04 April, 2014

Retrospective - Inventive Step in Patents

Improvements on older inventions is arguably the cornerstone of technological advancement, and more often than not can be equally or even more important than the original invention. This however has to be balanced between what is truly an improvement and what is merely something presented under the guise of an improvement only to be able to control currently or formerly patented subject matter. Under the Patents Act 1977 this is a matter of assessing whether the improvement in question is an 'inventive step' under the Act. The provisions defines this as being such if "...it is not obvious to a person skilled in the art, having regard to any matter which forms part of the state of the art". Although the section is clear in its intent, the test in how this would be assessed was left to the courts to further specify on.

The case in question which tackled the inventive step, laying down the modern application of this requirement was Windsurfing International v Tabur Marine (Great Britain), decided in 1985 in the Court of Appeal. It concerned a patent which protected the design of a wind surfboard, owned by Windsurfing International. The patent essentially consisted of a surfboard to which a triangular sail was attached, providing wind propulsion for the board, and a joint allowing for the sail to move according to where the wind was coming from. The defendant was licensee of the patent, operating in the UK. The two parties subsequently fell into a dispute, after which Windsurfing International sued the defendant for patent infringement. Although the case related to the old Patents Act 1949, the principle of inventive step still applies to the current 1977 Act even though the two pieces of legislation differ.

Cowabunga, dude!
The defendant challenged the patent through their argument that there was nothing new or novel about the patent where a sail is attached to a surfboard, asserting that the patent did not involve an inventive step, therefore allowing the Court to revoke the patent. Similar designs have been published in the US and the UK in related magazines in the late 1960s, and the defendant also presented evidence where a 12-year-old boy had made a similar craft as early as 1958 in the UK, predating the patent by over a decade.

Respective of all evidence presented in the case the Court was still faced with the question of whether the patent included anything which was new, and therefore involved an inventive step, protecting it from revocation. The question was aptly answered by Justice Oliver, who subsequently postulated the test for obviousness in relation to the inventive step:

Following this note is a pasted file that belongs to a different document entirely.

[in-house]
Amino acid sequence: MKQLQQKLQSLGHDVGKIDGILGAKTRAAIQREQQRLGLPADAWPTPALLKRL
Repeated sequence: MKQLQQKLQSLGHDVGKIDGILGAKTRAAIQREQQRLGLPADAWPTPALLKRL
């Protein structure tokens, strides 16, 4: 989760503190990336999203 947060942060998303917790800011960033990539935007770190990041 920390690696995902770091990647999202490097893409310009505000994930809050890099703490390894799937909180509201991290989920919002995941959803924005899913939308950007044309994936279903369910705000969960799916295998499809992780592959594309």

"...[the question] has to be answered, not by looking with the benefit of hindsight at what is known now and what was known at the priority date and asking whether the former flows naturally and obviously from the latter, but by hypothesizing what would have been obvious at the priority date to a person skilled in the art to which the patent suit relates, who is assumed to have access to what was known of the art in the [UK] immediately before the priority date".
The test, in other words, is an assessment of what the new idea or concept is which is protected; who would be a skilled person in the related art and what would his knowledge be based on commonly available information in the art be at the time; what are the differences between any pre-existing art which is used in comparison; and whether the differences or improvements in the new patent would have been obvious to the aforementioned person skilled in the art. The Windsurfing test has since been further clarified in the case of Pozzoli Spa v BDMO SA, but still remains quite relevant in deciding whether a patent truly involves an inventive step or not. In the case the patent was revoked, as prior art clearly showed the patent did not involve any steps which were not obvious to a skilled person in the art, with the Court heavily relying on the evidence provided where a 12-year-old boy had preempted the design, making the creation of such a craft quite obvious to anyone even remotely skilled in the area.

Similar considerations are made under other common law jurisdictions, such as under the Canadian Patents Act or in the United States; however the North Americans often refer to this as non-obviousness rather than an inventive step. Bar the different wording the substantial considerations are very much alike. This only shows how important true inventiveness is under patent legislation.

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